ANKARA, Turkey — Turkey held its collective breath on the eve of the first visit of Pope Benedict XVI last night, as the nation's prime minister suddenly changed plans and indicated that he would greet the pope when he arrives.
At one point, it appeared that every prominent Turkish official was going to be out of the country during Benedict's visit, an unlikely scheduling snafu that suggested a deliberate snub by the Turkish government. Prime Minister Erdogan said he would be at a NATO conference in Latvia during the pope's four-day visit and that he would be unable to greet him, as is traditional for a head of state. Foreign Minister Abdullah Gül indicated that his schedule matched Mr. Erdogan's. The minister for religious affairs, Mehmet Aydin, said he was scheduled to attend a conference in Germany, and the mayor of Istanbul, Kadir Topbas, indicated that he would be out of the country as well.
Now, Mr. Erdogan appears set to meet the pope when he arrives at Ankara's Esenboga Airport today, before the prime minister departs for the NATO summit.
With that potential diplomatic insult seemingly averted, the question turned to what kind of reception the pope would receive from the Turkish people.
Over the weekend, the Saadet, or Happiness, Party held a rally to denounce the pope, predicting 100,000 people would join it for the protest in central Istanbul. But only about 20,000 turned up.
Still, the rally offered the international press the expected pictures of throngs of angry Muslims denouncing the pope for a September speech in which he quoted a 14th-century Byzantine emperor, linking "evil and inhuman" acts with Islam. Photo wires around the world showed mock banners depicting Benedict as a Crusader from the Middle Ages; CNN International promoted its coverage coming this week as a look at "a collision of faiths."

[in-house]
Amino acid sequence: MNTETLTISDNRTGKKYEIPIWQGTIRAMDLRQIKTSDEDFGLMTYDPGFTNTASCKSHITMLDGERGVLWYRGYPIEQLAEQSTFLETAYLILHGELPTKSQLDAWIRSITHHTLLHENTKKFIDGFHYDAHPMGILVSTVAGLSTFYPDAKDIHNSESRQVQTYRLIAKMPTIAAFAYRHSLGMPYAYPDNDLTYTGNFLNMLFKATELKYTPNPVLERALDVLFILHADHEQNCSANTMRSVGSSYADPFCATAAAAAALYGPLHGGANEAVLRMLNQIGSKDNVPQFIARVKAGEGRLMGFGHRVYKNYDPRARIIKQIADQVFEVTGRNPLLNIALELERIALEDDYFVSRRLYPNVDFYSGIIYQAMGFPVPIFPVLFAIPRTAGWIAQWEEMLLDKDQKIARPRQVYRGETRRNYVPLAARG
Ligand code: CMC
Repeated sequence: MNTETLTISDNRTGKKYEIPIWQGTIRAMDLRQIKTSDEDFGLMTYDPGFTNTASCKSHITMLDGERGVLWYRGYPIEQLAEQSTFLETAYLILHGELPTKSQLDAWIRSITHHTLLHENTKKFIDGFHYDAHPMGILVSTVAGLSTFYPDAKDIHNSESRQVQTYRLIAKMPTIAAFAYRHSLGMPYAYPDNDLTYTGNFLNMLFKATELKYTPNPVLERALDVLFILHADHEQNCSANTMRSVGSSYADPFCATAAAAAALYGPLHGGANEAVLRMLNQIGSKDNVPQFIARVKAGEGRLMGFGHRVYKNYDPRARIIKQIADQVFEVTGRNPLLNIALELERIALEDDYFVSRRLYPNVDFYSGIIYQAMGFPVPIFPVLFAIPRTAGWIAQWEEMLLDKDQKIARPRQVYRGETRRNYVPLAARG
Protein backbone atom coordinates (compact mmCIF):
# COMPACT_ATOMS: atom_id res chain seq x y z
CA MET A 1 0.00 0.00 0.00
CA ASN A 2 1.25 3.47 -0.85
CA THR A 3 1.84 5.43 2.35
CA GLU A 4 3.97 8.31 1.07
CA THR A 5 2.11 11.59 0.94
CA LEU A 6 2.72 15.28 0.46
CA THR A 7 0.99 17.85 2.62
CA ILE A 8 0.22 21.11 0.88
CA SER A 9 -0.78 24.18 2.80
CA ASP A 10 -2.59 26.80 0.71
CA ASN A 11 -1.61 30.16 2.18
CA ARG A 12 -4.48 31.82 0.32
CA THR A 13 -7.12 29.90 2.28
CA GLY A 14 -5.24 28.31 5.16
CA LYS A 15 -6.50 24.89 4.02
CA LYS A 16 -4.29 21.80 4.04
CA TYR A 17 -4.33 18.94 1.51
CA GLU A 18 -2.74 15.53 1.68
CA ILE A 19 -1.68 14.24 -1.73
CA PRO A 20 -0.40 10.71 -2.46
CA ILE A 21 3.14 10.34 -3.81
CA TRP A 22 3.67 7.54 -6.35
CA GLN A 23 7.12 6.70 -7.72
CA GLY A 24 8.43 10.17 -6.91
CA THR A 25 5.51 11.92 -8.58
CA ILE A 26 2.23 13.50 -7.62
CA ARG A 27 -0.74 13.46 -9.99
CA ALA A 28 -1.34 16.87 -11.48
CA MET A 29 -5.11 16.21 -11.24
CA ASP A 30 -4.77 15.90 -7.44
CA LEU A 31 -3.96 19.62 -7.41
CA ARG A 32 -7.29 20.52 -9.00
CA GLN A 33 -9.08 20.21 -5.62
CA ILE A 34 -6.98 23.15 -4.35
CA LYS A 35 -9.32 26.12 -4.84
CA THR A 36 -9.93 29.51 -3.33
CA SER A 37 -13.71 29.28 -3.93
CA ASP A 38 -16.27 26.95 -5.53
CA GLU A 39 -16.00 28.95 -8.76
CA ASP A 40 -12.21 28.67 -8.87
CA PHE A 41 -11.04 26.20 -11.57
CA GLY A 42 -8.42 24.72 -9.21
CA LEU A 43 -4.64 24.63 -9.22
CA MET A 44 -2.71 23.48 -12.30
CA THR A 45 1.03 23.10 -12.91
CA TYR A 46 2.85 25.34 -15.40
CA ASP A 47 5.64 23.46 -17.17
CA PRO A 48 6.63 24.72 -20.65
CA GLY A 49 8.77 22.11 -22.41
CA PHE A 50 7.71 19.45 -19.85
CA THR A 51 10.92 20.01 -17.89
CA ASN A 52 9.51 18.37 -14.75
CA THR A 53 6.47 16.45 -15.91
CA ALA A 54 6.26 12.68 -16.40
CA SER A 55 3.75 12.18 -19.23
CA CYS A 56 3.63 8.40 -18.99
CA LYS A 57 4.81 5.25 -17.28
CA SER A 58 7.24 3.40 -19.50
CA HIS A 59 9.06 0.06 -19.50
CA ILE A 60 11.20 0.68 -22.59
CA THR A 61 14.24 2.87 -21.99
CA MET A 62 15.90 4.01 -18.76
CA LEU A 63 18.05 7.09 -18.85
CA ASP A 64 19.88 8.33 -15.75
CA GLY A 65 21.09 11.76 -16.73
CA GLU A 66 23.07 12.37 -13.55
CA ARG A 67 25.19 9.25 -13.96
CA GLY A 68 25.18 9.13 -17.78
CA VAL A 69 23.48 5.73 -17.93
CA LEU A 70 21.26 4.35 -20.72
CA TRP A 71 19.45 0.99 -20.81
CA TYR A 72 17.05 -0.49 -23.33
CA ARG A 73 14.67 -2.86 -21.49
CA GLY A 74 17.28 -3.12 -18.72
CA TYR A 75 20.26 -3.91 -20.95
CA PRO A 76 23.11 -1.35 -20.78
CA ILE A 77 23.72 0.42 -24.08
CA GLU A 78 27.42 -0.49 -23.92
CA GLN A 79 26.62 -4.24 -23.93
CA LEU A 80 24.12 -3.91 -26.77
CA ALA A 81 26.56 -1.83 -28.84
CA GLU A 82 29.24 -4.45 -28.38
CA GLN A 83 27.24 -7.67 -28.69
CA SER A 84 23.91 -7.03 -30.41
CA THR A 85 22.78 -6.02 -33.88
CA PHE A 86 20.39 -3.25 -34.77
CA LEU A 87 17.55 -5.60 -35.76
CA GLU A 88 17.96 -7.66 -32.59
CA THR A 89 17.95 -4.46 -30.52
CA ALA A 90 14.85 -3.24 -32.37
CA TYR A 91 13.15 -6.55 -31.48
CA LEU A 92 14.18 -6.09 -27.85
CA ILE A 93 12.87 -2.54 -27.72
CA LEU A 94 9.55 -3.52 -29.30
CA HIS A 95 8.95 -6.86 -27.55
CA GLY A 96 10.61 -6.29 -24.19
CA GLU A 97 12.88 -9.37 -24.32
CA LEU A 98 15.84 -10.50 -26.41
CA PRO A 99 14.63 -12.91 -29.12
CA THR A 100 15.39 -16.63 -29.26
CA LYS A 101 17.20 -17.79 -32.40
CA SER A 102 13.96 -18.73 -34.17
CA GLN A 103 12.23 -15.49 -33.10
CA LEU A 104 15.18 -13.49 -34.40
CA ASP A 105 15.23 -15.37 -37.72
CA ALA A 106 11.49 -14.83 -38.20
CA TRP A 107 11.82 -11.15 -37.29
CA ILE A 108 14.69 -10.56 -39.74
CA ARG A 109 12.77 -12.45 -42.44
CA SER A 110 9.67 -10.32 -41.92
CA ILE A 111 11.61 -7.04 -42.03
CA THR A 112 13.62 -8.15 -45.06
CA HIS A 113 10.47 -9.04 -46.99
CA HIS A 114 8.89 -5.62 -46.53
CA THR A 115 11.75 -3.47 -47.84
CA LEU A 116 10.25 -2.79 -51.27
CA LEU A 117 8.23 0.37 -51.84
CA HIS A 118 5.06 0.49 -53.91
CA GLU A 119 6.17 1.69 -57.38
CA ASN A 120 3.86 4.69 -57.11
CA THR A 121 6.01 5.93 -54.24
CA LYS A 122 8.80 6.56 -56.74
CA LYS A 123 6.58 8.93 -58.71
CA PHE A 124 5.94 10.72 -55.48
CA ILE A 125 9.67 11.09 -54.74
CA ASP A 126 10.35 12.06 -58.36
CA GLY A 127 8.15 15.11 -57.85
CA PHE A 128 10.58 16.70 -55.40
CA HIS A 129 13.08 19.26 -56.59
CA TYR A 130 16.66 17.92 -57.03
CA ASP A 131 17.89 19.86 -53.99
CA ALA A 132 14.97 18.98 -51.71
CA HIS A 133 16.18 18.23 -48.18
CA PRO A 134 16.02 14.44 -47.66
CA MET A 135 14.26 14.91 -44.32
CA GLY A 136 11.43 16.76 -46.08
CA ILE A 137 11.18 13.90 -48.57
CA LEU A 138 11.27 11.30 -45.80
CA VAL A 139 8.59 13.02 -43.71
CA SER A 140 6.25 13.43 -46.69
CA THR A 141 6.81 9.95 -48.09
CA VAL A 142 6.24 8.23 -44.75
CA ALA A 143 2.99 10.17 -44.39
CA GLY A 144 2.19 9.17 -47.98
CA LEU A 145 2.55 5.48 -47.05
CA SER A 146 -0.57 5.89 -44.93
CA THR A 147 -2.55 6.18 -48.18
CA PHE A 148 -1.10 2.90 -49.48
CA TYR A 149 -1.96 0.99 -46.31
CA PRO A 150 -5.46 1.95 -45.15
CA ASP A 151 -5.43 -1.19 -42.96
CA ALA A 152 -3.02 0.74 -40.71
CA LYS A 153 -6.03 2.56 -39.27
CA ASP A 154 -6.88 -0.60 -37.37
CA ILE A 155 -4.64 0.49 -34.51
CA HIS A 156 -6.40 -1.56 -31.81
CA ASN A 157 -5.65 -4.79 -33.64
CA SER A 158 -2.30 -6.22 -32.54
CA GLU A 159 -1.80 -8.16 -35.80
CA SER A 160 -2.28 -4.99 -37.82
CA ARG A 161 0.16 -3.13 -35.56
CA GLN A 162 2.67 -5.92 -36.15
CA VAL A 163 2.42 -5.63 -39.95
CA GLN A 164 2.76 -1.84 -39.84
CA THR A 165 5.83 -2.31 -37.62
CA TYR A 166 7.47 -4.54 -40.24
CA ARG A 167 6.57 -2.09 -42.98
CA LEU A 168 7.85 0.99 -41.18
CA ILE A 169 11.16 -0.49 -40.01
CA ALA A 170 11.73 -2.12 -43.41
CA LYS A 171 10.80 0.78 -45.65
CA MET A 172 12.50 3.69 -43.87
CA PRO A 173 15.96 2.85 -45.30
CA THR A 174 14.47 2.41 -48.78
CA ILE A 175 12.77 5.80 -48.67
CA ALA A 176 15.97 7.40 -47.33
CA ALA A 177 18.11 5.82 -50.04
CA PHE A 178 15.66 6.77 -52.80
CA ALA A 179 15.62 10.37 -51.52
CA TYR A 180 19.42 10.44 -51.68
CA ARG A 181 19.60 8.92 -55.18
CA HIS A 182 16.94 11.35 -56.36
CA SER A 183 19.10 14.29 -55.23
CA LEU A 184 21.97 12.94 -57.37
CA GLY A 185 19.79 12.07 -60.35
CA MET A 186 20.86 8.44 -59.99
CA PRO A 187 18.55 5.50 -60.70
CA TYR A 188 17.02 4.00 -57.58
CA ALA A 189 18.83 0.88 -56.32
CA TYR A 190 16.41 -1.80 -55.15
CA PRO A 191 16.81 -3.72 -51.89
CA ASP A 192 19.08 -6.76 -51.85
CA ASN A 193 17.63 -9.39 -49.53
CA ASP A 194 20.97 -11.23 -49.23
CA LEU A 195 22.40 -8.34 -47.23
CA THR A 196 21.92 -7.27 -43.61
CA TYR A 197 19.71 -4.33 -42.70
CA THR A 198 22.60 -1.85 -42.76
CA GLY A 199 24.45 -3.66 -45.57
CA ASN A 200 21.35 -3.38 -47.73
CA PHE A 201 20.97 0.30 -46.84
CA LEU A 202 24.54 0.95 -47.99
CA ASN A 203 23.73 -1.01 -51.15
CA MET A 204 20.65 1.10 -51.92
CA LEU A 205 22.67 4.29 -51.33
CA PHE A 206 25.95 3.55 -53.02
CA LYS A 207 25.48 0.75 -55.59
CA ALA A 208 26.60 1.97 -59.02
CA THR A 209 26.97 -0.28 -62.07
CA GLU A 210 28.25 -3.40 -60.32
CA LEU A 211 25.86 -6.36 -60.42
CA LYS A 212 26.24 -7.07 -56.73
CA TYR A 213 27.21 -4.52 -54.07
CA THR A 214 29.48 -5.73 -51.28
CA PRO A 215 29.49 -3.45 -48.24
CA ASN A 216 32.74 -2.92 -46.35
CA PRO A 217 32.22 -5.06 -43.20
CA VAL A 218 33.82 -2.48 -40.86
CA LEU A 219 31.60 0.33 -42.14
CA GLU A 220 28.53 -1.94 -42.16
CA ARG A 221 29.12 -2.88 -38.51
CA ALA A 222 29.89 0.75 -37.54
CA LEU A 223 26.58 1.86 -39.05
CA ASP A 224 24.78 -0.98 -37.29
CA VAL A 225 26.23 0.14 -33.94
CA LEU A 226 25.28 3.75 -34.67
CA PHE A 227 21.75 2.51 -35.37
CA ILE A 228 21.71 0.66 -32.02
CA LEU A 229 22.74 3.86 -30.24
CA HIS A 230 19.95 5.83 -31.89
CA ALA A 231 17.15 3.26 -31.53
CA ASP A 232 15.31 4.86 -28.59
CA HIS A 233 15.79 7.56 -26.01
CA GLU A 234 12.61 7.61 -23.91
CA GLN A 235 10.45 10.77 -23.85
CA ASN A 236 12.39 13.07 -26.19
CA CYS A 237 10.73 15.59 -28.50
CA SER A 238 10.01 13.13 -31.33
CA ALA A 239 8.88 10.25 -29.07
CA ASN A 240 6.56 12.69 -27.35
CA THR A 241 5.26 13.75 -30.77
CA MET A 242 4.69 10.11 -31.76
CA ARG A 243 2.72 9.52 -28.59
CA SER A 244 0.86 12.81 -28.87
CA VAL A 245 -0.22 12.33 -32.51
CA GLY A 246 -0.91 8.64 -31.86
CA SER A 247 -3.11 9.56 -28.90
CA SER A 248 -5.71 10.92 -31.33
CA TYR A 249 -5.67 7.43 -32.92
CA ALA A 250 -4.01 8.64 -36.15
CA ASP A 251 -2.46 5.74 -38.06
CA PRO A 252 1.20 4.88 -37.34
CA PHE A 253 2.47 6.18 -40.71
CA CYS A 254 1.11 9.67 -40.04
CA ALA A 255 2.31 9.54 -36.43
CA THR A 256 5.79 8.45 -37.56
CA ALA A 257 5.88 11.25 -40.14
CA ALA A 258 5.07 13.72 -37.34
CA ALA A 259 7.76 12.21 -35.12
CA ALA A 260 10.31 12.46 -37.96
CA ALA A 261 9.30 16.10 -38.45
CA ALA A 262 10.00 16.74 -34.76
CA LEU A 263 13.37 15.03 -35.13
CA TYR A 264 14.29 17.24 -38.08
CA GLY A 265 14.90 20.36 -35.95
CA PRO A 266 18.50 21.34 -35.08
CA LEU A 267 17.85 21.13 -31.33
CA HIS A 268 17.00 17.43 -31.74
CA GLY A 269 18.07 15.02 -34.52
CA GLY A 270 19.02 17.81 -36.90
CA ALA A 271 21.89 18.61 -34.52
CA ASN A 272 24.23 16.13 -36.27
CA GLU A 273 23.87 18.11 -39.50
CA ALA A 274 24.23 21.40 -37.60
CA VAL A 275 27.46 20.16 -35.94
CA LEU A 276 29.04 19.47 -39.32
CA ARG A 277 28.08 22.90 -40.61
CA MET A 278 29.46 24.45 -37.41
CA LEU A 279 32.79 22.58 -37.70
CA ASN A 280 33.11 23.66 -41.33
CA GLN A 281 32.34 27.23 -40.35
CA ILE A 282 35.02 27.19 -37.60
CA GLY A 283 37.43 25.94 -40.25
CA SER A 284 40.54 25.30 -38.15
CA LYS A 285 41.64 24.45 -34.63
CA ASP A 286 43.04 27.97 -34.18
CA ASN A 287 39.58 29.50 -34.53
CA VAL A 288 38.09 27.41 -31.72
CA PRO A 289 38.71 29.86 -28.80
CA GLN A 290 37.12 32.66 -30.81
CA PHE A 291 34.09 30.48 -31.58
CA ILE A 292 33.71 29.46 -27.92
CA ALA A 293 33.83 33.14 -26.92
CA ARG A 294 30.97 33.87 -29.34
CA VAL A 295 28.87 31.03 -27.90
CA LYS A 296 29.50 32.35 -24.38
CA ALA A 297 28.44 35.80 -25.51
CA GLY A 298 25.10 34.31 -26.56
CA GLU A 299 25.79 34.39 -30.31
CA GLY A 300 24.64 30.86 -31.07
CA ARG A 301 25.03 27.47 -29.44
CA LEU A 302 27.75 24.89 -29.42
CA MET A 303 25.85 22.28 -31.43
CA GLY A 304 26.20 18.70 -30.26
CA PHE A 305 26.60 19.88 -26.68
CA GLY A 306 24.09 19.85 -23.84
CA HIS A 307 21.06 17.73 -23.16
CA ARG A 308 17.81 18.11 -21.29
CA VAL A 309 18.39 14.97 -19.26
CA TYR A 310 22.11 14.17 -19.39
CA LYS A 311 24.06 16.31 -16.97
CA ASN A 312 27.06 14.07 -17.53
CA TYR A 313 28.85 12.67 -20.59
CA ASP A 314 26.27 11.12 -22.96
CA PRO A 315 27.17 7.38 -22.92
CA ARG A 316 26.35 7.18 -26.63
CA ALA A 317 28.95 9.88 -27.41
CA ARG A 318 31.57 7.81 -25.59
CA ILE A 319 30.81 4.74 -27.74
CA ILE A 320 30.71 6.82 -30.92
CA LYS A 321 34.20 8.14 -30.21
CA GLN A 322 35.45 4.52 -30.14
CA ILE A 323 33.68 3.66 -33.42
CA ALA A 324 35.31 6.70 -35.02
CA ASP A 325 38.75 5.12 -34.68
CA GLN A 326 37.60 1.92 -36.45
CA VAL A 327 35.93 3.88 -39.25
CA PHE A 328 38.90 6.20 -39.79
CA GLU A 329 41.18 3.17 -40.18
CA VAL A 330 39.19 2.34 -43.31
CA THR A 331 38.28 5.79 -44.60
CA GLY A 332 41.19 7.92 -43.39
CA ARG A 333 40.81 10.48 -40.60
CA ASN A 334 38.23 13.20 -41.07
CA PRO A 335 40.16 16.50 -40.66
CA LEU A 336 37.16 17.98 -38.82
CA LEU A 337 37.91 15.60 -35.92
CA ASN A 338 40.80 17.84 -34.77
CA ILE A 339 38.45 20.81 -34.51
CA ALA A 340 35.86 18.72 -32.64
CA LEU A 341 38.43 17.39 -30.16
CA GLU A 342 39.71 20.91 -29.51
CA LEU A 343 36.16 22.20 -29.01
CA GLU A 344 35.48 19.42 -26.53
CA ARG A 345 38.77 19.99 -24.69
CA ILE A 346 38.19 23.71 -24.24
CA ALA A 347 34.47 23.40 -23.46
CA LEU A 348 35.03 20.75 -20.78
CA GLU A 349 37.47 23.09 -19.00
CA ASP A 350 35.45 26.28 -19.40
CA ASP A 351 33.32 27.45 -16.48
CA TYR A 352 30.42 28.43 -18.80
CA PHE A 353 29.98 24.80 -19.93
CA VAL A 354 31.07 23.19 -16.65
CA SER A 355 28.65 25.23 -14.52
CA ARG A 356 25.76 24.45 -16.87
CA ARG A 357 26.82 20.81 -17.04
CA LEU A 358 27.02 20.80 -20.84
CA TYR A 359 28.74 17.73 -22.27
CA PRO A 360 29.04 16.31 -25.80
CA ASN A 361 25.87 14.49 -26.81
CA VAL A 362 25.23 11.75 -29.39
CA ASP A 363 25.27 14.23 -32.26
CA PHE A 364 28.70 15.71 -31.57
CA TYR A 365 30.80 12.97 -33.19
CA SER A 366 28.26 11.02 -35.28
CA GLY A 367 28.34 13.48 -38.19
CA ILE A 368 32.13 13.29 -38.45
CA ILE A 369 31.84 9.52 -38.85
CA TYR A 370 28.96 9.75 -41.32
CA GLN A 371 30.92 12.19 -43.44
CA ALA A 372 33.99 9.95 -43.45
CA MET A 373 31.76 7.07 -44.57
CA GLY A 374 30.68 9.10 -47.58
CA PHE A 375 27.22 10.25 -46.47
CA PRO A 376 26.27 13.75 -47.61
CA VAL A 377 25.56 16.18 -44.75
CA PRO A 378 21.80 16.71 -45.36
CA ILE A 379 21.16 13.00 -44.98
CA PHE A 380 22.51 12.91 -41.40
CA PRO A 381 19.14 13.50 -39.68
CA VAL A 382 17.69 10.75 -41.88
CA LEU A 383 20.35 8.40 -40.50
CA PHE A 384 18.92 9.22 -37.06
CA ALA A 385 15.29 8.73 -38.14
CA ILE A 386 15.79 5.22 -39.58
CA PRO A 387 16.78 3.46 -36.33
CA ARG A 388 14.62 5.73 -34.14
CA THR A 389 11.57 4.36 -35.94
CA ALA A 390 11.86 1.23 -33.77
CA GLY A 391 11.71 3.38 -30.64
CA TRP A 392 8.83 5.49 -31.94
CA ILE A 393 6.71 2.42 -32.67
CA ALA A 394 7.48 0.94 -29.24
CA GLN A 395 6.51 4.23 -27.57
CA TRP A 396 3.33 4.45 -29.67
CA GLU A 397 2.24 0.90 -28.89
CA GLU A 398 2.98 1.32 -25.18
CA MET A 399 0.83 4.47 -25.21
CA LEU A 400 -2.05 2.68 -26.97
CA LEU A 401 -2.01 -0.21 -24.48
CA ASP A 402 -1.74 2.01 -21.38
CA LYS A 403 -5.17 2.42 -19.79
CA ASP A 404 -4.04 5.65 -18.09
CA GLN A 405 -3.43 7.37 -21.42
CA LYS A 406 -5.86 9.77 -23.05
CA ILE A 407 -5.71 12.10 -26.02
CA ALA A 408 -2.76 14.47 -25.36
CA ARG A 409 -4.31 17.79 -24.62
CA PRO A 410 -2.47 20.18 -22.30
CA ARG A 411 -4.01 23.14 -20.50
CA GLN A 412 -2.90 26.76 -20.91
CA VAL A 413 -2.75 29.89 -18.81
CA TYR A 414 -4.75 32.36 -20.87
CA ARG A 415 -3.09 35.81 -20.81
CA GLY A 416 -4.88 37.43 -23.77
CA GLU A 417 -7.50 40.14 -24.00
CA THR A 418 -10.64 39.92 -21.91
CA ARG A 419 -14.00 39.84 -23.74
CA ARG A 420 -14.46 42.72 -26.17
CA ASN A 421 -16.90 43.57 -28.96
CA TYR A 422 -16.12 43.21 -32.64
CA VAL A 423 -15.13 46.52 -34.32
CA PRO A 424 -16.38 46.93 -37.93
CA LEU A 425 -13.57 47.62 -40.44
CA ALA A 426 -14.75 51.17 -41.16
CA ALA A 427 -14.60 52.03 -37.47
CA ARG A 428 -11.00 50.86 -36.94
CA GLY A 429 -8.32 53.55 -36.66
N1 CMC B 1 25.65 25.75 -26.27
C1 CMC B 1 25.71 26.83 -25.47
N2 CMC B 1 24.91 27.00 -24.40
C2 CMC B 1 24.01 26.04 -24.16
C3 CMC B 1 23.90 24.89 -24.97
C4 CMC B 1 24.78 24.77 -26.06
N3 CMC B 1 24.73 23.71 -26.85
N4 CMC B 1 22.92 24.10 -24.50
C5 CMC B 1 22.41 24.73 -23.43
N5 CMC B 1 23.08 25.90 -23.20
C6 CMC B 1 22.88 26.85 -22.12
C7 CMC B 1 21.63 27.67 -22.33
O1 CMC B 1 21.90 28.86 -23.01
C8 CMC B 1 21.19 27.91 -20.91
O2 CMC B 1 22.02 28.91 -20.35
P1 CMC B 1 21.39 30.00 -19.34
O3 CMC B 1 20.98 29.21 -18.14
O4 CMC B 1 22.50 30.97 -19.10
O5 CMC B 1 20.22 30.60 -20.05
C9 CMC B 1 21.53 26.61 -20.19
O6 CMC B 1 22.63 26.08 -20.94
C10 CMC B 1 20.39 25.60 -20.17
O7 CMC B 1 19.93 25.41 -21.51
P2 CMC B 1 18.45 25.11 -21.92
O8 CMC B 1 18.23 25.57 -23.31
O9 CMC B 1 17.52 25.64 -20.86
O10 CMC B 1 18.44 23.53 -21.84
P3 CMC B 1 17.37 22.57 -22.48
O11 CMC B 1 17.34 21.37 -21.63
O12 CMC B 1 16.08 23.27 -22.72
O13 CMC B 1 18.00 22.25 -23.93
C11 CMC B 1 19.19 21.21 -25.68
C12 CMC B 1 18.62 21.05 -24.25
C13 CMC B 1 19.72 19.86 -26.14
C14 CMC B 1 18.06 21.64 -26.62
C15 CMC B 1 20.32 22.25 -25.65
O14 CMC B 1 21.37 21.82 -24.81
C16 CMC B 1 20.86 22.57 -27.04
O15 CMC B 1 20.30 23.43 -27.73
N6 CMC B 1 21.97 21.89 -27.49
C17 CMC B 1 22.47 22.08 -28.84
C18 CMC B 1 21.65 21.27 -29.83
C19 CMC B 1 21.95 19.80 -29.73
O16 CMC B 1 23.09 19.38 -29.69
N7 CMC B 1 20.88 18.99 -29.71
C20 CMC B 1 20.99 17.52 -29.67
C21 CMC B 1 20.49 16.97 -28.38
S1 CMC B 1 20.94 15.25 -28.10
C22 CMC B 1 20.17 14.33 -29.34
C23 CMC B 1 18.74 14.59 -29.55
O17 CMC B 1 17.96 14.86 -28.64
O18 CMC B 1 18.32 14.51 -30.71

Over and above his September statement, the pope is unpopular in many Turkish circles for statements he made as a cardinal opposing Turkey's entry into the European Union. For many Turks, who see a denial of their European qualifications as the height of snobbery, if not outright bigotry, the pope's statements appeared to endorse the concept of the European Union as a Christians-only club.
Secular and elite Turks are bracing themselves for a likely black eye for the country, unless the pope's visit goes off without a hitch.
A columnist in the English-language Turkish Daily News, Mehmet Ali Birand, predicted that the headlines during the trip would include, "Turkish government turns back on pope," "Turkey shows it is not European," or "pope booed."
"Right now, we are making sure such headlines will dominate newspapers across the globe," Mr. Birand wrote. "The government needlessly gives the impression that it doesn't really want the trip to happen."
Turkey, a secular democracy whose military plays a consistent role in political affairs, sees itself as politically and culturally light years away from the hostile and extreme images of Islam that emanate from Iran, Saudi Arabia, or Taliban-era Afghanistan.
The country is staunchly secular — the wearing of a traditional headscarf is banned in government buildings — and it prides itself on its "modernity," welcoming hordes of European, American, and Russian tourists to its cities and beaches each year. But the country's boisterous and often sensationalist press often speculates about conspiracy theories that sound outlandish or paranoid to Western ears. Turkey is 99% Muslim; in Islamist circles, the remaining 1% is a serious threat, out to secretly convert Muslims away from their faith.
Mr. Erdogan reportedly said Sunday that the protests against the pope were the efforts of "marginal people." The coming days will show just how marginal that hostility is.